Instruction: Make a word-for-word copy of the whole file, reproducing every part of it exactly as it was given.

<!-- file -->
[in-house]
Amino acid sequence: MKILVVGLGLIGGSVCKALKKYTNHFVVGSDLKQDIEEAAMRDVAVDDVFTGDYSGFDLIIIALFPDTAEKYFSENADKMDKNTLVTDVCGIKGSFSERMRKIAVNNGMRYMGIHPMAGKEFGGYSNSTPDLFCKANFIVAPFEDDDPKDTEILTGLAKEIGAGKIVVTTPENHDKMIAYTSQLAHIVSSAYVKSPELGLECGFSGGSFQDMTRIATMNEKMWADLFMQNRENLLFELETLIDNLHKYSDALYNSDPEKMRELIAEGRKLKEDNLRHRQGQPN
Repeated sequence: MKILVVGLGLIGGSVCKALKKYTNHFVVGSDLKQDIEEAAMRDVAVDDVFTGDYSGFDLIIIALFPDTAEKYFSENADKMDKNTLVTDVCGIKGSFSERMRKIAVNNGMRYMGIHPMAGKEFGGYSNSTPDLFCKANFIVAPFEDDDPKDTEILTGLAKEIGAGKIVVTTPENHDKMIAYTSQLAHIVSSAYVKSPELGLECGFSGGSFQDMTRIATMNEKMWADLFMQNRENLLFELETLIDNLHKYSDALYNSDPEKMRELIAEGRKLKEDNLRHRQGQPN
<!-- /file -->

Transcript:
[in-house]
Amino acid sequence: MKILVVGLGLIGGSVCKALKKYTNHFVVGSDLKQDIEEAAMRDVAVDDVFTGDYSGFDLIIIALFPDTAEKYFSENADKMDKNTLVTDVCGIKGSFSERMRKIAVNNGMRYMGIHPMAGKEFGGYSNSTPDLFCKANFIVAPFEDDDPKDTEILTGLAKEIGAGKIVVTTPENHDKMIAYTSQLAHIVSSAYVKSPELGLECGFSGGSFQDMTRIATMNEKMWADLFMQNRENLLFELETLIDNLHKYSDALYNSDPEKMRELIAEGRKLKEDNLRHRQGQPN
Repeated sequence: MKILVVGLGLIGGSVCKALKKYTNHFVVGSDLKQDIEEAAMRDVAVDDVFTGDYSGFDLIIIALFPDTAEKYFSENADKMDKNTLVTDVCGIKGSFSERMRKIAVNNGMRYMGIHPMAGKEFGGYSNSTPDLFCKANFIVAPFEDDDPKDTEILTGLAKEIGAGKIVVTTPENHDKMIAYTSQLAHIVSSAYVKSPELGLECGFSGGSFQDMTRIATMNEKMWADLFMQNRENLLFELETLIDNLHKYSDALYNSDPEKMRELIAEGRKLKEDNLRHRQGQPN